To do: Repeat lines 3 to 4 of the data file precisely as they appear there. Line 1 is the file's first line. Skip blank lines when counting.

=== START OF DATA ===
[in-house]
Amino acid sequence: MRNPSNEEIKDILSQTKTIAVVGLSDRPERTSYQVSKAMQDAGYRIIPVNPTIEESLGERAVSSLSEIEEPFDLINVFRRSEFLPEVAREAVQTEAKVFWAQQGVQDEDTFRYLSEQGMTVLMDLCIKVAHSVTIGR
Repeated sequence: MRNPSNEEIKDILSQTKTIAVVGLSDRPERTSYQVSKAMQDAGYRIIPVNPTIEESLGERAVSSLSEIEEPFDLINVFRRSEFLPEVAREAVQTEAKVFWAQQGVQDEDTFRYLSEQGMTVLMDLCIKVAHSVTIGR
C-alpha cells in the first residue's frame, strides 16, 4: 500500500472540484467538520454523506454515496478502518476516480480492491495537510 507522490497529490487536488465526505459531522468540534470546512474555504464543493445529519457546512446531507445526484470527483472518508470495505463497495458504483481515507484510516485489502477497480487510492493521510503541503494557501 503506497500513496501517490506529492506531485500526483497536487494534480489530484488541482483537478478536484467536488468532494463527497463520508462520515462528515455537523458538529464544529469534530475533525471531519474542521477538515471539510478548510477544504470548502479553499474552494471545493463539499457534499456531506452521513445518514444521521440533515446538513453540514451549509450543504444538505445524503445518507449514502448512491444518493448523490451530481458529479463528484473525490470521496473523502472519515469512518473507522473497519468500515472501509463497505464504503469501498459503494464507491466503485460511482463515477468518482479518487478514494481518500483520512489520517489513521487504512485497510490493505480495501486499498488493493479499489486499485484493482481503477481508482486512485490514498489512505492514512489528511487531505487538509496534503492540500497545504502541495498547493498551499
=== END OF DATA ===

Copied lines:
Repeated sequence: MRNPSNEEIKDILSQTKTIAVVGLSDRPERTSYQVSKAMQDAGYRIIPVNPTIEESLGERAVSSLSEIEEPFDLINVFRRSEFLPEVAREAVQTEAKVFWAQQGVQDEDTFRYLSEQGMTVLMDLCIKVAHSVTIGR
C-alpha cells in the first residue's frame, strides 16, 4: 500500500472540484467538520454523506454515496478502518476516480480492491495537510 507522490497529490487536488465526505459531522468540534470546512474555504464543493445529519457546512446531507445526484470527483472518508470495505463497495458504483481515507484510516485489502477497480487510492493521510503541503494557501 503506497500513496501517490506529492506531485500526483497536487494534480489530484488541482483537478478536484467536488468532494463527497463520508462520515462528515455537523458538529464544529469534530475533525471531519474542521477538515471539510478548510477544504470548502479553499474552494471545493463539499457534499456531506452521513445518514444521521440533515446538513453540514451549509450543504444538505445524503445518507449514502448512491444518493448523490451530481458529479463528484473525490470521496473523502472519515469512518473507522473497519468500515472501509463497505464504503469501498459503494464507491466503485460511482463515477468518482479518487478514494481518500483520512489520517489513521487504512485497510490493505480495501486499498488493493479499489486499485484493482481503477481508482486512485490514498489512505492514512489528511487531505487538509496534503492540500497545504502541495498547493498551499